Although I had to wait until 18 years old to finally take lessons for 6 months and take the test right around my birthday, I had some interesting experiences with cars as a passenger… My father, goofy and funny as he is, would enjoy taking his oldest daughter in the tow truck to rescue a client, or on a test drive for a new or newly repaired car. Well that did not always turn out well!!

Citroën 2CV (pictured right). He put me in the front passenger seat with no seat belt on (why bother for half a kilometer, he must have thought…). He always enjoyed taking wide and scary turns around a roundabout and this one being triangular, required a sharper turn at the top of his speed… at which time… I WAS EJECTED FROM THE CAR RIGHT INTO THE VINEYARDS IN FRONT OF THE SCHOOL!!!!… And papa went on and parked, only a second later to see I was missing!!

{Credit Uderzo & Goscinny}

Yes, although a fantastic mechanic with a perfectly functioning engine, there were other details that had not been checked such as… the passenger door lock! And I went flying, bruising and bleeding… and this time the teacher did not get angry with me but with my father, whom she had as a mischievous pupil 25 years before….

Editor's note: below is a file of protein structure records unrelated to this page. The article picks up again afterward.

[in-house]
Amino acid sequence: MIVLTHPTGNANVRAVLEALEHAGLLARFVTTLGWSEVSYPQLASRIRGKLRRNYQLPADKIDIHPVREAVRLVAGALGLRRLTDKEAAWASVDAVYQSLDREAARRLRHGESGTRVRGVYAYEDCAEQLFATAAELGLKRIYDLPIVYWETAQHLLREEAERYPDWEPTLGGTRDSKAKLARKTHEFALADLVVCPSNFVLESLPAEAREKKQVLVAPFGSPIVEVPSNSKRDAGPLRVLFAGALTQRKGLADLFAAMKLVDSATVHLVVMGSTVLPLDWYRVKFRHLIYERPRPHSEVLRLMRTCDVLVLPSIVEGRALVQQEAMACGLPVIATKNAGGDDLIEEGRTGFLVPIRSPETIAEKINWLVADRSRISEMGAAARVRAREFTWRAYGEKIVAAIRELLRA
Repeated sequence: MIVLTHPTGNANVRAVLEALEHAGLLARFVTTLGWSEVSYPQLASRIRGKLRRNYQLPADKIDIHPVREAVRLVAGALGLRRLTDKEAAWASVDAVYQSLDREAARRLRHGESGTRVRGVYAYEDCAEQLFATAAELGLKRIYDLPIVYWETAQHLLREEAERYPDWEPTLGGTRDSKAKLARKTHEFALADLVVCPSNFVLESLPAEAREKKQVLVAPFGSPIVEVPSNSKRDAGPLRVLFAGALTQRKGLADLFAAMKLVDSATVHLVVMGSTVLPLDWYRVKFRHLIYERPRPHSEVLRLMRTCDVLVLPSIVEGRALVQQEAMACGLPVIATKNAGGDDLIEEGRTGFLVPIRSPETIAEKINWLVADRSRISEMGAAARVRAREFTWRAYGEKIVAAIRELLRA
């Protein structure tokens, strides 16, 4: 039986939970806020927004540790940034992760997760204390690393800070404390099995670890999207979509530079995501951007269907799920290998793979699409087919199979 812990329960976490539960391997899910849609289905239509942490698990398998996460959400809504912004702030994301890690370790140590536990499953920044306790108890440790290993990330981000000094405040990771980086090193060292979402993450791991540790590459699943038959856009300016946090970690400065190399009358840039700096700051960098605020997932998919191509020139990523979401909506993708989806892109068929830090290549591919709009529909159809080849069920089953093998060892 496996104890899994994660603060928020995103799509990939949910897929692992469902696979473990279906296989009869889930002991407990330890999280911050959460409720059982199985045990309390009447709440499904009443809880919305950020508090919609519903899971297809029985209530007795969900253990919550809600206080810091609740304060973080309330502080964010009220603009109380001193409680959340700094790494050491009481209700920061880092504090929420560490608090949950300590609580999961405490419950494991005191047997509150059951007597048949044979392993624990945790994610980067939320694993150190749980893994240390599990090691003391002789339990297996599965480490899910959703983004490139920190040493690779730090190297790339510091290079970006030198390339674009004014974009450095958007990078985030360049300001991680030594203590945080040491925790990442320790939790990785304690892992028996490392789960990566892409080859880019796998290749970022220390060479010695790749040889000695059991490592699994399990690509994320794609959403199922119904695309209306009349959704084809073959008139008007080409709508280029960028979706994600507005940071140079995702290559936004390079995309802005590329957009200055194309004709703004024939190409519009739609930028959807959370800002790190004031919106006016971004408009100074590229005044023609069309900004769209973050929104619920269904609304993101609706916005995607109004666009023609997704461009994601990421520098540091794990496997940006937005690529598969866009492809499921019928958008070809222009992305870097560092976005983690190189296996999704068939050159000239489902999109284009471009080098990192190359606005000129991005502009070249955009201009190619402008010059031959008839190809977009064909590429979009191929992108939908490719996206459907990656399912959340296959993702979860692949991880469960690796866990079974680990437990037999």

Obélix fell in the « marmite » of magic potion when he was a baby (see comic strip series « Asterix et Obelix »), but I fell out of a car when I was 4… I know, that explains it all!

Today’s funny word: « les moules »

10 Sep

I had this childhood song in my head, as I enjoyed some delicious mussels at a restaurant on the pier in Folly Beach, South Carolina this past week-end:

« A la pêche aux moules, moules, moules. Je ne veux plus y aller maman »

Yes it is a children’s song, but not it has subtitles and it is part of the French culture. You could learn it with your kids if they are learning French in primary school.